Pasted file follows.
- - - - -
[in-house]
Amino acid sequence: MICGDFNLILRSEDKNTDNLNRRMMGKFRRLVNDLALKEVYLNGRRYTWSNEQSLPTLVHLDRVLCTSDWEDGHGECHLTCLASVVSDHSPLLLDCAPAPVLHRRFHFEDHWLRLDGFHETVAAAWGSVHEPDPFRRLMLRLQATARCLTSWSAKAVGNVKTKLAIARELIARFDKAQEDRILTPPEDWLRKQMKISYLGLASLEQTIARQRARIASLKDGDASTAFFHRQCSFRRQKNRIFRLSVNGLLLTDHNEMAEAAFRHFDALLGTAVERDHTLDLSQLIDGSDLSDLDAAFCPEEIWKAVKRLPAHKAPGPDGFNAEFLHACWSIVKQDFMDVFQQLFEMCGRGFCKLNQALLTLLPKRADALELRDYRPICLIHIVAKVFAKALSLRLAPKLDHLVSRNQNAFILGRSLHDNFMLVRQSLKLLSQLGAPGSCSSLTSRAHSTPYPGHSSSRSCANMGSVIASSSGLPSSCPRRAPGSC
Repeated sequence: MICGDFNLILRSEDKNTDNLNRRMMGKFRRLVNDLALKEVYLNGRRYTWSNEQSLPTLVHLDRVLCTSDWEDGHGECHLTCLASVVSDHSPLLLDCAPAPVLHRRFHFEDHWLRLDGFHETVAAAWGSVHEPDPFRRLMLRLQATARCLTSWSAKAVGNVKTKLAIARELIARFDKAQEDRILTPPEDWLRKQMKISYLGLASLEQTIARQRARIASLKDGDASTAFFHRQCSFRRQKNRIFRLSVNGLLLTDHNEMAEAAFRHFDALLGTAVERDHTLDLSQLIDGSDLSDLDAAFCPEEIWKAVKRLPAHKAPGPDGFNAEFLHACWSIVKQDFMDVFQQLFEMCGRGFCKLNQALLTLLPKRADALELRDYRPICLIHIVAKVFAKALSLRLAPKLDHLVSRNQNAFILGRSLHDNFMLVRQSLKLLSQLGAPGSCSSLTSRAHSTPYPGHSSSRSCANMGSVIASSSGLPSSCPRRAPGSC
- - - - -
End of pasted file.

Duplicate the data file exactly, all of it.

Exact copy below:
[in-house]
Amino acid sequence: MICGDFNLILRSEDKNTDNLNRRMMGKFRRLVNDLALKEVYLNGRRYTWSNEQSLPTLVHLDRVLCTSDWEDGHGECHLTCLASVVSDHSPLLLDCAPAPVLHRRFHFEDHWLRLDGFHETVAAAWGSVHEPDPFRRLMLRLQATARCLTSWSAKAVGNVKTKLAIARELIARFDKAQEDRILTPPEDWLRKQMKISYLGLASLEQTIARQRARIASLKDGDASTAFFHRQCSFRRQKNRIFRLSVNGLLLTDHNEMAEAAFRHFDALLGTAVERDHTLDLSQLIDGSDLSDLDAAFCPEEIWKAVKRLPAHKAPGPDGFNAEFLHACWSIVKQDFMDVFQQLFEMCGRGFCKLNQALLTLLPKRADALELRDYRPICLIHIVAKVFAKALSLRLAPKLDHLVSRNQNAFILGRSLHDNFMLVRQSLKLLSQLGAPGSCSSLTSRAHSTPYPGHSSSRSCANMGSVIASSSGLPSSCPRRAPGSC
Repeated sequence: MICGDFNLILRSEDKNTDNLNRRMMGKFRRLVNDLALKEVYLNGRRYTWSNEQSLPTLVHLDRVLCTSDWEDGHGECHLTCLASVVSDHSPLLLDCAPAPVLHRRFHFEDHWLRLDGFHETVAAAWGSVHEPDPFRRLMLRLQATARCLTSWSAKAVGNVKTKLAIARELIARFDKAQEDRILTPPEDWLRKQMKISYLGLASLEQTIARQRARIASLKDGDASTAFFHRQCSFRRQKNRIFRLSVNGLLLTDHNEMAEAAFRHFDALLGTAVERDHTLDLSQLIDGSDLSDLDAAFCPEEIWKAVKRLPAHKAPGPDGFNAEFLHACWSIVKQDFMDVFQQLFEMCGRGFCKLNQALLTLLPKRADALELRDYRPICLIHIVAKVFAKALSLRLAPKLDHLVSRNQNAFILGRSLHDNFMLVRQSLKLLSQLGAPGSCSSLTSRAHSTPYPGHSSSRSCANMGSVIASSSGLPSSCPRRAPGSC